LinkedIn Free Level Losing Steam as LinkedIn Jumps The Shark

December 9th, 2010 | by Jason Alba |

Have you heard of the phrase “jumped the shark?”

It refers to a Happy Days episode when The Fonz (aka, Fonzie) was water skiing and he jumped over a shark.

From wikipedia (read that page for more info and a picture of the Fonz skiing :p):

These changes were often the result of efforts to revive interest in a show whose audience had begun to decline.

I don’t know if there will be a decline in signups, users or upgrades (those are three different things!), because LinkedIn has a lot of steam and momentum, but they have done stuff over the years that have ticked off the real, main users.

But there is certainly grumbling.

I don’t think LinkedIn cares, though.  I’m guessing this is a strategic move to increase their upgrade revenues so when they do their next financial move (IPO is what they are saying) they can have big numbers and get more money.

In their latest change, they have taken some capabilities away from non-paying users.  No big deal, I guess, as us freeloaders don’t give them any value (oh wait, we do… we impact their valuation, we increase their google ad click revenue, and they count us as USERS even if we don’t USE their system… but I digress).

Now, when I look at a 3rd degree connection I can’t see their entire profile.  IMO this was a lame, low-handed move.  But, it’s a simple business decision (that leaves a lot of users in the dust).

Here’s what I see now, if I click on a 3rd degree contact’s profile:


That link is new.  When you click on it, of course they don’t show you the name, they say GET OUT YOUR WALLET:


It will be interesting to see what else we lose over the next few weeks or years as they get ready to IPO or sell… :(

  1. 6 Responses to “LinkedIn Free Level Losing Steam as LinkedIn Jumps The Shark”

  2. By Juli Monroe on Dec 9, 2010 | Reply

    Darn them! This greatly reduces the utility of LinkedIn for networking. And the other paid features are of no use to me. If they want me to upgrade, they need to give me value. Which they aren’t. Mad sales/marketing strategy.

    Oh well, I use Twitter more now anyway, and I think it’s still a more useful tool. Nothing here changes my mind on that.

  3. By Vicky Zillioux on Dec 10, 2010 | Reply

    It is difficult when you have certain priviledges and then they are taken away. but I can understand the other side of the discussion as well. I guess the idea is to get you hooked on the functionality and then make you pay for it. Of course, we could look at it as we got this for free for a long time whcih was a benefit. Some features are only important if you use Linkedin seriously as a tool. Then it is worth something to pay for it.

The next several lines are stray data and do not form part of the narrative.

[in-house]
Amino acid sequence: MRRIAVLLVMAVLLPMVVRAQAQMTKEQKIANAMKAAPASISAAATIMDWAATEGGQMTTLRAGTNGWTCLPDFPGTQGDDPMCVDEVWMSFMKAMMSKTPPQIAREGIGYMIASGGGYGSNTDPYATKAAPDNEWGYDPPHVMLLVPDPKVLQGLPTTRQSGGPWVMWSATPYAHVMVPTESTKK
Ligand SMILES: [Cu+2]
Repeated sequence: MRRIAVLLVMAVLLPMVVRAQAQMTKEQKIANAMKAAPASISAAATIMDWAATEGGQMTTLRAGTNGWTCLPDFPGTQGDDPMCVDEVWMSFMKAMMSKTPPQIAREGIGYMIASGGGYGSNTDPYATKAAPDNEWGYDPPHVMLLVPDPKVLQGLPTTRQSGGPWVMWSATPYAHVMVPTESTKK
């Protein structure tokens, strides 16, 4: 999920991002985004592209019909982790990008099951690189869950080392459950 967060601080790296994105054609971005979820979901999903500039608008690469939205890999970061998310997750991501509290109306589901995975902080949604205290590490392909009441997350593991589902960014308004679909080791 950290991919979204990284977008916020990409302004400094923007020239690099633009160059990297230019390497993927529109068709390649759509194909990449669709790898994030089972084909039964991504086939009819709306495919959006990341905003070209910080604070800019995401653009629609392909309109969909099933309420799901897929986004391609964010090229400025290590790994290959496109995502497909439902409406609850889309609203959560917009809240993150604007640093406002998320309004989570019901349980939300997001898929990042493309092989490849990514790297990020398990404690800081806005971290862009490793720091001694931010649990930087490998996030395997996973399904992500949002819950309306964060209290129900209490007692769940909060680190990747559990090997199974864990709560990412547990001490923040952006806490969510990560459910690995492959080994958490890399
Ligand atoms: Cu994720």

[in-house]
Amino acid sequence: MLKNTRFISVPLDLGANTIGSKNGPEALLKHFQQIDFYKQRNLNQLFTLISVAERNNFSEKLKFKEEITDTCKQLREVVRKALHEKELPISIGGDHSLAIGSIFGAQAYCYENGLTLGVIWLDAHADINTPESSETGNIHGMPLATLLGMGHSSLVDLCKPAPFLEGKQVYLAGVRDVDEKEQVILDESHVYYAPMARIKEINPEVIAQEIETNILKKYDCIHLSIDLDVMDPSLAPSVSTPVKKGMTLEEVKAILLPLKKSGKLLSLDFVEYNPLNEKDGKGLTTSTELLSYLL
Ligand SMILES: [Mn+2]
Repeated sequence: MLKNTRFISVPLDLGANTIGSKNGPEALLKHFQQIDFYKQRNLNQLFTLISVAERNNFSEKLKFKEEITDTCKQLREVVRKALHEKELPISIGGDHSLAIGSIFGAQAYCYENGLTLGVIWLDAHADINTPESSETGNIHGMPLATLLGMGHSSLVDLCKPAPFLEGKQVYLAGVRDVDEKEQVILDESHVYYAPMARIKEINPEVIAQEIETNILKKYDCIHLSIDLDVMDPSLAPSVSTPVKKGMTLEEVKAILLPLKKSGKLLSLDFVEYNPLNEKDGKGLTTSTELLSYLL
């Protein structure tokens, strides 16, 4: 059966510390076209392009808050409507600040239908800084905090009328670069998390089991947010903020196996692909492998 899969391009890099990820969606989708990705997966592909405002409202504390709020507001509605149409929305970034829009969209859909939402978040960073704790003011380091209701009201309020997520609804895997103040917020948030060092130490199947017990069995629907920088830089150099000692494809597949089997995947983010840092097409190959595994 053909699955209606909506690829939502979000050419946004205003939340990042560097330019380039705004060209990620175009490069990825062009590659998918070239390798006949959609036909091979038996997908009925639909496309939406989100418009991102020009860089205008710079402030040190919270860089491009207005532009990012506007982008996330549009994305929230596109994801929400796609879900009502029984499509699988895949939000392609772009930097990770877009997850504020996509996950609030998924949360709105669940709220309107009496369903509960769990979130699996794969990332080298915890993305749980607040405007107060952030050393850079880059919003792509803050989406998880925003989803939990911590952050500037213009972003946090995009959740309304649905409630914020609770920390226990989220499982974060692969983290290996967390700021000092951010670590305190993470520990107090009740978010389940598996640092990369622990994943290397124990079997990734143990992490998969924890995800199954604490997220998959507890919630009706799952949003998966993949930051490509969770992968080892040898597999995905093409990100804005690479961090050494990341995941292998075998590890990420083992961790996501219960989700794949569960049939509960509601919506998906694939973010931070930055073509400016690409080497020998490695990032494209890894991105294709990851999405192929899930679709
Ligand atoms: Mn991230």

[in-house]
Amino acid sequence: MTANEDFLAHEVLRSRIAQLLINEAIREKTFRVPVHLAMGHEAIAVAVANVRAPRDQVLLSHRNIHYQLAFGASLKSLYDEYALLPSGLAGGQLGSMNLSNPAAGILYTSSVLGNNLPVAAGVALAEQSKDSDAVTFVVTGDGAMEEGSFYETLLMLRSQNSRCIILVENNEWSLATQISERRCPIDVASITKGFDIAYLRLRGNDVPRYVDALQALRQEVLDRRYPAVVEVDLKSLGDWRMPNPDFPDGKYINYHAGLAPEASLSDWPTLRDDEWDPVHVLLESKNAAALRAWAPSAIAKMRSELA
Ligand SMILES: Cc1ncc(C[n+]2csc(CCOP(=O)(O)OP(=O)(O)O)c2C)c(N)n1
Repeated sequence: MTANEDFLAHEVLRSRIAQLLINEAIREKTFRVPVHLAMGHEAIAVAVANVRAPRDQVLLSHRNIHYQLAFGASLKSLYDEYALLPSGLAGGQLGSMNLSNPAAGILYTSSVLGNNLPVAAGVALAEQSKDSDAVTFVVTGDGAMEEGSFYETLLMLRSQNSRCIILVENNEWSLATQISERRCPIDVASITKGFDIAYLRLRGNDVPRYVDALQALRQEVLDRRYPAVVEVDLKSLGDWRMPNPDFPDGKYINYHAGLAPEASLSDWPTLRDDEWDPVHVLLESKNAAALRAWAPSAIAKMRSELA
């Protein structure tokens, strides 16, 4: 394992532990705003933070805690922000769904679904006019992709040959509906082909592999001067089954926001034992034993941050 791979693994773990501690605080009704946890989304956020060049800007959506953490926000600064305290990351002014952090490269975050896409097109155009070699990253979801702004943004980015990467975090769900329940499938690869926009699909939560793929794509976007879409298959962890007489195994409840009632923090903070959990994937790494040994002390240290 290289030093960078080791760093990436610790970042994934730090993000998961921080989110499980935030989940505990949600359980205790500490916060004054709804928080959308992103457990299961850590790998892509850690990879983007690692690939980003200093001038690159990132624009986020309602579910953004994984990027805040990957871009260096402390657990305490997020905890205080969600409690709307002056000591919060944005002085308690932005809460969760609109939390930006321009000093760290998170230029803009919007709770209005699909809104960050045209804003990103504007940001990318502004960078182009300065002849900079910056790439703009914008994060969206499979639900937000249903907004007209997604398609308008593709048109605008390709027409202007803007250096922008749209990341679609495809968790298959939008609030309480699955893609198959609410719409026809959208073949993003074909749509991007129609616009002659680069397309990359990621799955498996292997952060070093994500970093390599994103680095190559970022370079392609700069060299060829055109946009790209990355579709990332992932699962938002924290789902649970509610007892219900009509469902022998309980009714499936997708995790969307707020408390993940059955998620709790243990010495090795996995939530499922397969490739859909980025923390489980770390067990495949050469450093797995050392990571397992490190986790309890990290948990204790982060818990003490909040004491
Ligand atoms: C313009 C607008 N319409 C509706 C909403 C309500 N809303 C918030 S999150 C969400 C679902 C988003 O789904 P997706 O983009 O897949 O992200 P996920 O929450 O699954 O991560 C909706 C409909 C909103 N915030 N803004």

Vicky Zillioux

  4. By Marc Freedman on Dec 10, 2010 | Reply


    Good piece. I agree that this change is important. It’s another in a long line of LinkedIn tactics that limit or restrict their users.

    LinkedIn has been implementing this new limitation in stages or according to some magic algorithm. I had this reported to me a few weeks ago. But I still see full names in my own free account.

    It’s all a part of their VC-driven culture. I write more on this @ .


  5. By Karen Siwak on Dec 13, 2010 | Reply

    LinkedIn is only as valuable as the information that people voluntarily choose to display there. For jobseekers (both passive and active) developing a full LinkedIn profile increases the likelihood of being found by recruiters and hiring managers with whom they don’t already have a connection.

    The most recent changes have eliminated that value – a shark-jump indeed. I anticipate that people will stop refreshing their LinkedIn information, and the value of the database will degrade over time.

  6. By Bryant Turnage on Dec 13, 2010 | Reply

    This is one of several very frustrating changes by LinkedIn. What’s more, the monthly subscription doesn’t offer very high value, but is also *extremely* expensive for individual users. Sure, maybe if you’re a corporate recruiter that doesn’t add up to much, but for job seekers – especially those like me who are long-term unemployed due to the economy – there is no way to justify that expense, especially for more than a few months.

    The downside for us as consumers is that LinkedIn is positioned as the 800-pound gorilla of the marketplace. It is the go-to social networking site for professional services, filling a niche that Twitter and Facebook don’t (at least not completely). Will a competitor be able to surface and give us a legitimate alternative? Right now, not having a profile on LinkedIn just doesn’t seem like a logical option for job seekers, but we are left wondering just how much longer it will truly be useful to us.

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